When he enquired about the cost to add Bluetooth software, he was quoted $800. This is probably a 15 minute procedure at the dealership. For that kind of money, I would expect not only the software, but also someone to attaché their mouth to a certain male appendage for two weeks solid!
    Enough said. Good luck aftermarket. I’m with you.

  • avatar
    wmba

    Good to see that driving is getting to be a secondary thing to do while you are performing something really important, like farting around with your precious phone. The human race continues to show its darwinian proclivities.

    • 0 avatar
      VenomV12

      That statement would only be true if driving death tolls were rising, are they?

    • 0 avatar

      > Good to see that driving is getting to be a secondary thing to do while you are performing something really important, like farting around with your precious phone. The human race continues to show its darwinian proclivities.

      I hear these dumbasses also invented ‘puters that tell you where to go while you drive. It’s a goddamn miracle they’re not all dead already.

  • avatar
    threeer

    Driving cars to you know, get somewhere, is just so passe! If it doesn’t have a thousand buttons and connects to the Space Station, then nobody (apparently) wants it. I guess that’s why I get funny stares when I say I want a Wrangler with nothing more than A/C as an option (not that I can actually do that).

    And BTW, I usually listen to SWR3 on my internet radio, not Bayern3, even if I’m not driving a Fiat 500!

    Oh, and Ronnie, what is your take on the Elio? I’ve been following it now for some time with mild interest…

  • avatar
    Xeranar

    I’m seeing a general trend here that I agree with. The most realistic answer is that we’re going to see phone pairing become the standard with a simple ARM chip driving the pairing and a sizable HDD for storing music because while our phones are practical long car trips eating up battery life is not.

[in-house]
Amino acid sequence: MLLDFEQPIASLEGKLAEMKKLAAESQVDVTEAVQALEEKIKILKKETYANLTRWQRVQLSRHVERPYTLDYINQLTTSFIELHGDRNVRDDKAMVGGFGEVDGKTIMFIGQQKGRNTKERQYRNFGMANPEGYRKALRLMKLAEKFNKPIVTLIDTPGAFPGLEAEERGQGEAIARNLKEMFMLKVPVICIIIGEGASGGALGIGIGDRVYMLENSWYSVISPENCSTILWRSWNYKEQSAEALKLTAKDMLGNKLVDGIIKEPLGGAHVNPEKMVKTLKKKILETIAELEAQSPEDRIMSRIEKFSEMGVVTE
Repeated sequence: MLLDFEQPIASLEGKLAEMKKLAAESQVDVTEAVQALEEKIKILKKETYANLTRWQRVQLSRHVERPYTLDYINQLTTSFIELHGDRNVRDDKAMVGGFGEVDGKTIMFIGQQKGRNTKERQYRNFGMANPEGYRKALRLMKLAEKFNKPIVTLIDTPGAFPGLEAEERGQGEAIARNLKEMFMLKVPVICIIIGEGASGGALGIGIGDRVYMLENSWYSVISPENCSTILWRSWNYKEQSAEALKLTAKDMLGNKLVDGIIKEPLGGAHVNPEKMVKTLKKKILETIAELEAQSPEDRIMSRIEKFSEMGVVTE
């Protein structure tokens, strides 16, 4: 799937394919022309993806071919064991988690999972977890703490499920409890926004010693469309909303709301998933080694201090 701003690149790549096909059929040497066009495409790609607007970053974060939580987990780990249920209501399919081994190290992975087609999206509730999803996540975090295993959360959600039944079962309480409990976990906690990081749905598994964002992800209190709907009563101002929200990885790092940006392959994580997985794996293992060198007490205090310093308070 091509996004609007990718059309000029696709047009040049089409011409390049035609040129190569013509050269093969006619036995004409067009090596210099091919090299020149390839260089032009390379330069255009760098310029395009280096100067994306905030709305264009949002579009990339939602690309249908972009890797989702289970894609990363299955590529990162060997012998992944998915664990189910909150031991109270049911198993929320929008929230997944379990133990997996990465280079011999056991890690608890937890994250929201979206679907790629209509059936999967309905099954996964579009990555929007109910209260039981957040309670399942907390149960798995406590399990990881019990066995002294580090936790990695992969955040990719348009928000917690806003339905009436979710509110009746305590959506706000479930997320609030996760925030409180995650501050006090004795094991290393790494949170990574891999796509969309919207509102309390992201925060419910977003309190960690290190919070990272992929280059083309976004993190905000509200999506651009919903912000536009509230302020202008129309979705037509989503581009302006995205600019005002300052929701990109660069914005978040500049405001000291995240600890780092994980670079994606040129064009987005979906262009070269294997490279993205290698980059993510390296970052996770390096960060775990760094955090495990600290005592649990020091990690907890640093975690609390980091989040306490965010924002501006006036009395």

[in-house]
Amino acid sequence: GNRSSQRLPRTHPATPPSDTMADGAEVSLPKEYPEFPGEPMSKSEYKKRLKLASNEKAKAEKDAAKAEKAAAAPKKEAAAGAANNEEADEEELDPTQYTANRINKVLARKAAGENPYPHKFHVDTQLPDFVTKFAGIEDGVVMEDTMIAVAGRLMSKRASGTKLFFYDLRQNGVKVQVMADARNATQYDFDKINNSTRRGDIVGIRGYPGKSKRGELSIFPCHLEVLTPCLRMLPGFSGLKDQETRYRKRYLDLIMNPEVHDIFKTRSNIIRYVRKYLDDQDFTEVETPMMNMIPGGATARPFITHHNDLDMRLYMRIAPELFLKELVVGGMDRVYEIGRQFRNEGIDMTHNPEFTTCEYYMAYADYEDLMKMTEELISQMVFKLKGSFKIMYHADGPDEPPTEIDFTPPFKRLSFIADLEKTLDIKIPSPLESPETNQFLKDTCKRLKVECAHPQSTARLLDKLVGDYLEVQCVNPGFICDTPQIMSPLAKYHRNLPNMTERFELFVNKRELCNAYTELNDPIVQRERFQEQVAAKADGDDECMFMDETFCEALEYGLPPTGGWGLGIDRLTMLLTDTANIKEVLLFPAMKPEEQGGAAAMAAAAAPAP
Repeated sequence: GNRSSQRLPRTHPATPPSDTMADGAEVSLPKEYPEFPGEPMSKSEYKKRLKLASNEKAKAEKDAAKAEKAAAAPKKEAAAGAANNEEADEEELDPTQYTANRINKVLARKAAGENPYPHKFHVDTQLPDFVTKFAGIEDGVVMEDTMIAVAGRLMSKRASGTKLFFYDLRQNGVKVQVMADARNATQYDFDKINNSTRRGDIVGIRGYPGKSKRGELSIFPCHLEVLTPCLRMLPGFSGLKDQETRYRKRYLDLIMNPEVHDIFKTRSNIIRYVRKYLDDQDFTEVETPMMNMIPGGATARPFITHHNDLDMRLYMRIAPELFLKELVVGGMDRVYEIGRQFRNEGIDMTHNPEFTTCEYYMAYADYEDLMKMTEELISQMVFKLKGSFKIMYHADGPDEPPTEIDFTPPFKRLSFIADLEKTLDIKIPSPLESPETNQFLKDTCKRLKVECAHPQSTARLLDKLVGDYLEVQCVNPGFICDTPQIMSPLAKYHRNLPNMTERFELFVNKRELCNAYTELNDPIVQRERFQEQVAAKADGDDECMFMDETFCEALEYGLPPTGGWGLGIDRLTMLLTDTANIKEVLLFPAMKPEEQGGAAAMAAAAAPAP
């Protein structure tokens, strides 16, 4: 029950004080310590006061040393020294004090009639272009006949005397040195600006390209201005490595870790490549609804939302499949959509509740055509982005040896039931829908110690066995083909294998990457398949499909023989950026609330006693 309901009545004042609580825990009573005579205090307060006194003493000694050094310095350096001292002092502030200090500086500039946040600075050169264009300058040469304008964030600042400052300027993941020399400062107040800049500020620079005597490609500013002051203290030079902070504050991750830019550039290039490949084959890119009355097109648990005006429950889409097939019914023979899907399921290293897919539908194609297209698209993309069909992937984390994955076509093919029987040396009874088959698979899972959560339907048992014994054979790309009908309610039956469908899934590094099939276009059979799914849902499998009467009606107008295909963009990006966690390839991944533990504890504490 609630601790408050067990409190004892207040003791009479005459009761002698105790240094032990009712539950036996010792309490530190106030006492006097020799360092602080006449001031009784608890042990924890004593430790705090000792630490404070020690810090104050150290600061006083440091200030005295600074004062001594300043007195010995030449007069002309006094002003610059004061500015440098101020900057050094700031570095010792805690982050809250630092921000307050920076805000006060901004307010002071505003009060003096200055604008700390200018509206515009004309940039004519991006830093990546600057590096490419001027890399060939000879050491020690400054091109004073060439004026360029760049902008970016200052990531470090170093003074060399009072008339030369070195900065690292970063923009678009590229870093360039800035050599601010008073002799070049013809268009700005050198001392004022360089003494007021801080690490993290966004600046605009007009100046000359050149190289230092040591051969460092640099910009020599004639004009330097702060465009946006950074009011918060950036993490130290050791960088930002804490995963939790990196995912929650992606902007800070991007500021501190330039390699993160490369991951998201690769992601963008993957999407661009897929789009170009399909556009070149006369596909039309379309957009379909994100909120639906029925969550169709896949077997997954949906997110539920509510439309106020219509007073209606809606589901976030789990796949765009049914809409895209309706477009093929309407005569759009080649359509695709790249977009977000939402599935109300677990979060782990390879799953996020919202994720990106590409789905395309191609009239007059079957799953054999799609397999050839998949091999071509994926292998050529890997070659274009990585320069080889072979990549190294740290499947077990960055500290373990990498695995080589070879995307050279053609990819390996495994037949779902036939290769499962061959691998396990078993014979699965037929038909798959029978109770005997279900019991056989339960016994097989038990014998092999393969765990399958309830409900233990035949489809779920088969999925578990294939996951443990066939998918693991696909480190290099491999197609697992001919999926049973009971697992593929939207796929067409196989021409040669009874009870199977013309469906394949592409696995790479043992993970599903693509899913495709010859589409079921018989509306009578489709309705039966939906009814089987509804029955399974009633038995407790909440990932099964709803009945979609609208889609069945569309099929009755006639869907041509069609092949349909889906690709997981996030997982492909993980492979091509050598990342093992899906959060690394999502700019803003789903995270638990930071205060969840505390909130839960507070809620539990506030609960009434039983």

The worst part of this whole argument is that in practical terms the components of most phones range between 50-200 USD with the screens eating up most of the cost. So if every 18 months to 2 years I could go into the dealership for 250-350 and swap out the old unit for a new one by simply having them pull a box from behind the screen and attach a new one I would be game to possibly do so. But I think I’m part of a slim group who don’t mind upgrades in that vein.

    • 0 avatar

      > So if every 18 months to 2 years I could go into the dealership for 250-350 and swap out the old unit for a new one by simply having them pull a box from behind the screen and attach a new one I would be game to possibly do so.

      If the car electronics oems were even marginally competent they’d prolly already done so. The current setups price out at like 2k and will become horribly dated in 10 years.

      OTOH, the electronics are the new differentiators for manufacturer competing in a space where even the bottom players are making competent mechanicals.

  • avatar
    Driver7

    Two questions:
    Is it reasonable and/or feasible to create a “car mode” for mobile phones, which allows users to tap but *not* type characters (and hence prevent texting while connected)?
    Would there be a market for adapters with a “gooseneck”* connection that would allow the phone to be positioned closer to the driver or passenger?
    * Like the 1980s-era Blaupunkt Berlin 8000 radio pictured here:
    http://forums.pelicanparts.com/uploads8/c125+radio+remote1149359453.jpg